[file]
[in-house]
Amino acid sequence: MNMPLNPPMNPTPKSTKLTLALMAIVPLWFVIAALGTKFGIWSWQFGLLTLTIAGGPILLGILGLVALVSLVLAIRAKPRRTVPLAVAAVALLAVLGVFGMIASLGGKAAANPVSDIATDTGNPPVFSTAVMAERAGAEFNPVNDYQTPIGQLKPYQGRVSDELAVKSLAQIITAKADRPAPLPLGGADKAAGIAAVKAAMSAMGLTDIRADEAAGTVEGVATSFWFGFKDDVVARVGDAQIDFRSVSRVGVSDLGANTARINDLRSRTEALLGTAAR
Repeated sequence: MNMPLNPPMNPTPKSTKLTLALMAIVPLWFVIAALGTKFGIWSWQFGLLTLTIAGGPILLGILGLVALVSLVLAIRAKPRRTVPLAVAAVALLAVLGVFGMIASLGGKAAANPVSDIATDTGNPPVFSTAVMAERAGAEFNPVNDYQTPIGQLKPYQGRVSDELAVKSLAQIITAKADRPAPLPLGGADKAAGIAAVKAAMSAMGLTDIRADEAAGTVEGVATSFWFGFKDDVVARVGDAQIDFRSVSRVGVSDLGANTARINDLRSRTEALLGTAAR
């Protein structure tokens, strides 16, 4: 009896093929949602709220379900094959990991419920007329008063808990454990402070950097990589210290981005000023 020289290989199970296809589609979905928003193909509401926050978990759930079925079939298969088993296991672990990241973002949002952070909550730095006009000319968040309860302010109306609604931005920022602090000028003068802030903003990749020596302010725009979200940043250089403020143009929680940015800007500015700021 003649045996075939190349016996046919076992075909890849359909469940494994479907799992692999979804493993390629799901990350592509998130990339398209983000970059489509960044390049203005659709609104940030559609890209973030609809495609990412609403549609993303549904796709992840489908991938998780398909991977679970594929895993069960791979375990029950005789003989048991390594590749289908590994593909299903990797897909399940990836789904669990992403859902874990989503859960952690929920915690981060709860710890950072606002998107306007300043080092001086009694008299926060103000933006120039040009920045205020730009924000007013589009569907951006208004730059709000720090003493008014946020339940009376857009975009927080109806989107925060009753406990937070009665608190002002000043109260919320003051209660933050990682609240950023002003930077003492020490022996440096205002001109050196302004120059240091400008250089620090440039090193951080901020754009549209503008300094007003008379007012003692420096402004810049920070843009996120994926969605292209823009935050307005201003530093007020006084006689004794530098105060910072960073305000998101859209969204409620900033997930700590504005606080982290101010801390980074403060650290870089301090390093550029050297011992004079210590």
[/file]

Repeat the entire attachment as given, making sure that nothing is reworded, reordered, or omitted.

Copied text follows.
[in-house]
Amino acid sequence: MNMPLNPPMNPTPKSTKLTLALMAIVPLWFVIAALGTKFGIWSWQFGLLTLTIAGGPILLGILGLVALVSLVLAIRAKPRRTVPLAVAAVALLAVLGVFGMIASLGGKAAANPVSDIATDTGNPPVFSTAVMAERAGAEFNPVNDYQTPIGQLKPYQGRVSDELAVKSLAQIITAKADRPAPLPLGGADKAAGIAAVKAAMSAMGLTDIRADEAAGTVEGVATSFWFGFKDDVVARVGDAQIDFRSVSRVGVSDLGANTARINDLRSRTEALLGTAAR
Repeated sequence: MNMPLNPPMNPTPKSTKLTLALMAIVPLWFVIAALGTKFGIWSWQFGLLTLTIAGGPILLGILGLVALVSLVLAIRAKPRRTVPLAVAAVALLAVLGVFGMIASLGGKAAANPVSDIATDTGNPPVFSTAVMAERAGAEFNPVNDYQTPIGQLKPYQGRVSDELAVKSLAQIITAKADRPAPLPLGGADKAAGIAAVKAAMSAMGLTDIRADEAAGTVEGVATSFWFGFKDDVVARVGDAQIDFRSVSRVGVSDLGANTARINDLRSRTEALLGTAAR
């Protein structure tokens, strides 16, 4: 009896093929949602709220379900094959990991419920007329008063808990454990402070950097990589210290981005000023 020289290989199970296809589609979905928003193909509401926050978990759930079925079939298969088993296991672990990241973002949002952070909550730095006009000319968040309860302010109306609604931005920022602090000028003068802030903003990749020596302010725009979200940043250089403020143009929680940015800007500015700021 003649045996075939190349016996046919076992075909890849359909469940494994479907799992692999979804493993390629799901990350592509998130990339398209983000970059489509960044390049203005659709609104940030559609890209973030609809495609990412609403549609993303549904796709992840489908991938998780398909991977679970594929895993069960791979375990029950005789003989048991390594590749289908590994593909299903990797897909399940990836789904669990992403859902874990989503859960952690929920915690981060709860710890950072606002998107306007300043080092001086009694008299926060103000933006120039040009920045205020730009924000007013589009569907951006208004730059709000720090003493008014946020339940009376857009975009927080109806989107925060009753406990937070009665608190002002000043109260919320003051209660933050990682609240950023002003930077003492020490022996440096205002001109050196302004120059240091400008250089620090440039090193951080901020754009549209503008300094007003008379007012003692420096402004810049920070843009996120994926969605292209823009935050307005201003530093007020006084006689004794530098105060910072960073305000998101859209969204409620900033997930700590504005606080982290101010801390980074403060650290870089301090390093550029050297011992004079210590």